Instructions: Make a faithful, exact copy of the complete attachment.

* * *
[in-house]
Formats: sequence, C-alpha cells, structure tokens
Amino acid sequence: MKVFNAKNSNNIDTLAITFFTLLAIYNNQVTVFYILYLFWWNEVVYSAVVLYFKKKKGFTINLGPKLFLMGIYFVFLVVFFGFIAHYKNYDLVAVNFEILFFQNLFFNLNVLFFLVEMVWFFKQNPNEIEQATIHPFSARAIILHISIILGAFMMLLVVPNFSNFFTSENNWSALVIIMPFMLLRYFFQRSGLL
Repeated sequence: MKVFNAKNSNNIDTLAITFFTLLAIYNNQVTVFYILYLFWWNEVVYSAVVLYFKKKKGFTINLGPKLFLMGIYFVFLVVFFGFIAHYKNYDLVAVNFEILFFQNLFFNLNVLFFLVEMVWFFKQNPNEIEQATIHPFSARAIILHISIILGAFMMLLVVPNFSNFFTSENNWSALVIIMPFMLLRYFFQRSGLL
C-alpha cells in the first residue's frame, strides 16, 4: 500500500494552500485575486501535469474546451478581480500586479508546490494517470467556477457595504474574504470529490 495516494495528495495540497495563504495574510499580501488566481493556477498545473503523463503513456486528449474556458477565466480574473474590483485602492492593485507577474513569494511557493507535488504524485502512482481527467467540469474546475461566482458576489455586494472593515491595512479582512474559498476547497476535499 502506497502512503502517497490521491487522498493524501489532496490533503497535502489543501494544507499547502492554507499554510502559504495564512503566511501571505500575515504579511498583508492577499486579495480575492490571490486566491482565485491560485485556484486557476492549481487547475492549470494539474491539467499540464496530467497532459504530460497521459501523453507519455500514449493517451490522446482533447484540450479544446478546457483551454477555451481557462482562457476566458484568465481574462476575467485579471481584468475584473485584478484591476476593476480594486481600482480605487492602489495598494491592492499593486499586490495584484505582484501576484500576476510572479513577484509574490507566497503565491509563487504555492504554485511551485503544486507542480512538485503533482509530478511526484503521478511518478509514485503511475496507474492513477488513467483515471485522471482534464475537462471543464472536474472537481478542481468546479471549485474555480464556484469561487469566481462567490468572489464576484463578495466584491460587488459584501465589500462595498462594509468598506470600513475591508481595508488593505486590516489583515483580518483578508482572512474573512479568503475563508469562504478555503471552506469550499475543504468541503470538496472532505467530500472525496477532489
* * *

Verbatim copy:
[in-house]
Formats: sequence, C-alpha cells, structure tokens
Amino acid sequence: MKVFNAKNSNNIDTLAITFFTLLAIYNNQVTVFYILYLFWWNEVVYSAVVLYFKKKKGFTINLGPKLFLMGIYFVFLVVFFGFIAHYKNYDLVAVNFEILFFQNLFFNLNVLFFLVEMVWFFKQNPNEIEQATIHPFSARAIILHISIILGAFMMLLVVPNFSNFFTSENNWSALVIIMPFMLLRYFFQRSGLL
Repeated sequence: MKVFNAKNSNNIDTLAITFFTLLAIYNNQVTVFYILYLFWWNEVVYSAVVLYFKKKKGFTINLGPKLFLMGIYFVFLVVFFGFIAHYKNYDLVAVNFEILFFQNLFFNLNVLFFLVEMVWFFKQNPNEIEQATIHPFSARAIILHISIILGAFMMLLVVPNFSNFFTSENNWSALVIIMPFMLLRYFFQRSGLL
C-alpha cells in the first residue's frame, strides 16, 4: 500500500494552500485575486501535469474546451478581480500586479508546490494517470467556477457595504474574504470529490 495516494495528495495540497495563504495574510499580501488566481493556477498545473503523463503513456486528449474556458477565466480574473474590483485602492492593485507577474513569494511557493507535488504524485502512482481527467467540469474546475461566482458576489455586494472593515491595512479582512474559498476547497476535499 502506497502512503502517497490521491487522498493524501489532496490533503497535502489543501494544507499547502492554507499554510502559504495564512503566511501571505500575515504579511498583508492577499486579495480575492490571490486566491482565485491560485485556484486557476492549481487547475492549470494539474491539467499540464496530467497532459504530460497521459501523453507519455500514449493517451490522446482533447484540450479544446478546457483551454477555451481557462482562457476566458484568465481574462476575467485579471481584468475584473485584478484591476476593476480594486481600482480605487492602489495598494491592492499593486499586490495584484505582484501576484500576476510572479513577484509574490507566497503565491509563487504555492504554485511551485503544486507542480512538485503533482509530478511526484503521478511518478509514485503511475496507474492513477488513467483515471485522471482534464475537462471543464472536474472537481478542481468546479471549485474555480464556484469561487469566481462567490468572489464576484463578495466584491460587488459584501465589500462595498462594509468598506470600513475591508481595508488593505486590516489583515483580518483578508482572512474573512479568503475563508469562504478555503471552506469550499475543504468541503470538496472532505467530500472525496477532489